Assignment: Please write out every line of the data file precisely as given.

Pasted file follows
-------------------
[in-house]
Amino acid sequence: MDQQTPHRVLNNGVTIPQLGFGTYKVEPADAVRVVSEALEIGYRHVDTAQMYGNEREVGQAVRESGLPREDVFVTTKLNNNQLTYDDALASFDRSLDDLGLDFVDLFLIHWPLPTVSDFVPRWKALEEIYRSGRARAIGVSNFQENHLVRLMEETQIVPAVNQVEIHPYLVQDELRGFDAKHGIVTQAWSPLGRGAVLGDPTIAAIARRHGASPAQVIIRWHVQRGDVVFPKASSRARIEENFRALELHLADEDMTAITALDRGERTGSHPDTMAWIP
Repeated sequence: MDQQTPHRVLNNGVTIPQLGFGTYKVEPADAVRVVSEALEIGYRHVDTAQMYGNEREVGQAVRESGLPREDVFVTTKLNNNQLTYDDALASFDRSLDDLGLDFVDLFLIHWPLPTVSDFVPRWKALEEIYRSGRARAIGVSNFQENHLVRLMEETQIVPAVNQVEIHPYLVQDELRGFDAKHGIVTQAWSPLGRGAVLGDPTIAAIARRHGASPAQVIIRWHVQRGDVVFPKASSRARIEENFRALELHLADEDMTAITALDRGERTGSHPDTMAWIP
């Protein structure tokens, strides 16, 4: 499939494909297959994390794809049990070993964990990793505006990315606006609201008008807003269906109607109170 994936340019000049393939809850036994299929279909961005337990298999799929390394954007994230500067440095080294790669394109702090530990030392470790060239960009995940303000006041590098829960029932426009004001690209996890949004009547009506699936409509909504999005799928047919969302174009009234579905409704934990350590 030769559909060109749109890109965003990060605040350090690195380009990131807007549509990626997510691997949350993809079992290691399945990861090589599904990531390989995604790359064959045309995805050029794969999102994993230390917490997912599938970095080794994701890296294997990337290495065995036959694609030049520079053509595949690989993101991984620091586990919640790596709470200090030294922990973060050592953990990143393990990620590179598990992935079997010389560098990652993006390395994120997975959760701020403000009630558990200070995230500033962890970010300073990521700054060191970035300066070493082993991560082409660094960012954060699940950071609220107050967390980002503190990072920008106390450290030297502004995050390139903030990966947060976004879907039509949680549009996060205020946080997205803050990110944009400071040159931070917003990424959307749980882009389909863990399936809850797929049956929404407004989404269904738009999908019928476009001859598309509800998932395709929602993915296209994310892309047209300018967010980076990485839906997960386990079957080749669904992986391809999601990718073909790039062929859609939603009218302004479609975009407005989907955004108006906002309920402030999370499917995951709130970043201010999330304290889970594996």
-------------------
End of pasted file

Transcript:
[in-house]
Amino acid sequence: MDQQTPHRVLNNGVTIPQLGFGTYKVEPADAVRVVSEALEIGYRHVDTAQMYGNEREVGQAVRESGLPREDVFVTTKLNNNQLTYDDALASFDRSLDDLGLDFVDLFLIHWPLPTVSDFVPRWKALEEIYRSGRARAIGVSNFQENHLVRLMEETQIVPAVNQVEIHPYLVQDELRGFDAKHGIVTQAWSPLGRGAVLGDPTIAAIARRHGASPAQVIIRWHVQRGDVVFPKASSRARIEENFRALELHLADEDMTAITALDRGERTGSHPDTMAWIP
Repeated sequence: MDQQTPHRVLNNGVTIPQLGFGTYKVEPADAVRVVSEALEIGYRHVDTAQMYGNEREVGQAVRESGLPREDVFVTTKLNNNQLTYDDALASFDRSLDDLGLDFVDLFLIHWPLPTVSDFVPRWKALEEIYRSGRARAIGVSNFQENHLVRLMEETQIVPAVNQVEIHPYLVQDELRGFDAKHGIVTQAWSPLGRGAVLGDPTIAAIARRHGASPAQVIIRWHVQRGDVVFPKASSRARIEENFRALELHLADEDMTAITALDRGERTGSHPDTMAWIP
């Protein structure tokens, strides 16, 4: 499939494909297959994390794809049990070993964990990793505006990315606006609201008008807003269906109607109170 994936340019000049393939809850036994299929279909961005337990298999799929390394954007994230500067440095080294790669394109702090530990030392470790060239960009995940303000006041590098829960029932426009004001690209996890949004009547009506699936409509909504999005799928047919969302174009009234579905409704934990350590 030769559909060109749109890109965003990060605040350090690195380009990131807007549509990626997510691997949350993809079992290691399945990861090589599904990531390989995604790359064959045309995805050029794969999102994993230390917490997912599938970095080794994701890296294997990337290495065995036959694609030049520079053509595949690989993101991984620091586990919640790596709470200090030294922990973060050592953990990143393990990620590179598990992935079997010389560098990652993006390395994120997975959760701020403000009630558990200070995230500033962890970010300073990521700054060191970035300066070493082993991560082409660094960012954060699940950071609220107050967390980002503190990072920008106390450290030297502004995050390139903030990966947060976004879907039509949680549009996060205020946080997205803050990110944009400071040159931070917003990424959307749980882009389909863990399936809850797929049956929404407004989404269904738009999908019928476009001859598309509800998932395709929602993915296209994310892309047209300018967010980076990485839906997960386990079957080749669904992986391809999601990718073909790039062929859609939603009218302004479609975009407005989907955004108006906002309920402030999370499917995951709130970043201010999330304290889970594996």